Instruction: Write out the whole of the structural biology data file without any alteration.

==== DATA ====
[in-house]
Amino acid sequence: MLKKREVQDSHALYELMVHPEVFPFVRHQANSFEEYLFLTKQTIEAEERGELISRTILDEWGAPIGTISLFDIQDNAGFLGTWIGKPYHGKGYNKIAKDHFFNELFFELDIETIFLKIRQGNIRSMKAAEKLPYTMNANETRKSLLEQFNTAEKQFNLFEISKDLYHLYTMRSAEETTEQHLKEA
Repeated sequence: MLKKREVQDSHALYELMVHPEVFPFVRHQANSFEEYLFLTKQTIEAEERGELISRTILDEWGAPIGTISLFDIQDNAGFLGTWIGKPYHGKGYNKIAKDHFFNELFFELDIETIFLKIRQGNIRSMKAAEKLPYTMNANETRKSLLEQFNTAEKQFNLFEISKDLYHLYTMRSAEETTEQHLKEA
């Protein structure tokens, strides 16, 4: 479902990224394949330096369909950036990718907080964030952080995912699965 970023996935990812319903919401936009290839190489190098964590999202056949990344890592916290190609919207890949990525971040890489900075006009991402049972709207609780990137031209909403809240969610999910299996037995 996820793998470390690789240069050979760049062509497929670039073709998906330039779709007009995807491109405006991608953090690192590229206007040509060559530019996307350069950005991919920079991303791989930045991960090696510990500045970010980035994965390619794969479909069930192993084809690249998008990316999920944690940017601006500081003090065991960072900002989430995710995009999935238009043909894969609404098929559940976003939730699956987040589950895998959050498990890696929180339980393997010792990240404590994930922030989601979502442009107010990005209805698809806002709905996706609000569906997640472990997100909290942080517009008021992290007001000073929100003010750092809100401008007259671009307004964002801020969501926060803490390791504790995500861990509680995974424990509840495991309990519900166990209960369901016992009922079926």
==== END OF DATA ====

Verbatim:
[in-house]
Amino acid sequence: MLKKREVQDSHALYELMVHPEVFPFVRHQANSFEEYLFLTKQTIEAEERGELISRTILDEWGAPIGTISLFDIQDNAGFLGTWIGKPYHGKGYNKIAKDHFFNELFFELDIETIFLKIRQGNIRSMKAAEKLPYTMNANETRKSLLEQFNTAEKQFNLFEISKDLYHLYTMRSAEETTEQHLKEA
Repeated sequence: MLKKREVQDSHALYELMVHPEVFPFVRHQANSFEEYLFLTKQTIEAEERGELISRTILDEWGAPIGTISLFDIQDNAGFLGTWIGKPYHGKGYNKIAKDHFFNELFFELDIETIFLKIRQGNIRSMKAAEKLPYTMNANETRKSLLEQFNTAEKQFNLFEISKDLYHLYTMRSAEETTEQHLKEA
């Protein structure tokens, strides 16, 4: 479902990224394949330096369909950036990718907080964030952080995912699965 970023996935990812319903919401936009290839190489190098964590999202056949990344890592916290190609919207890949990525971040890489900075006009991402049972709207609780990137031209909403809240969610999910299996037995 996820793998470390690789240069050979760049062509497929670039073709998906330039779709007009995807491109405006991608953090690192590229206007040509060559530019996307350069950005991919920079991303791989930045991960090696510990500045970010980035994965390619794969479909069930192993084809690249998008990316999920944690940017601006500081003090065991960072900002989430995710995009999935238009043909894969609404098929559940976003939730699956987040589950895998959050498990890696929180339980393997010792990240404590994930922030989601979502442009107010990005209805698809806002709905996706609000569906997640472990997100909290942080517009008021992290007001000073929100003010750092809100401008007259671009307004964002801020969501926060803490390791504790995500861990509680995974424990509840495991309990519900166990209960369901016992009922079926």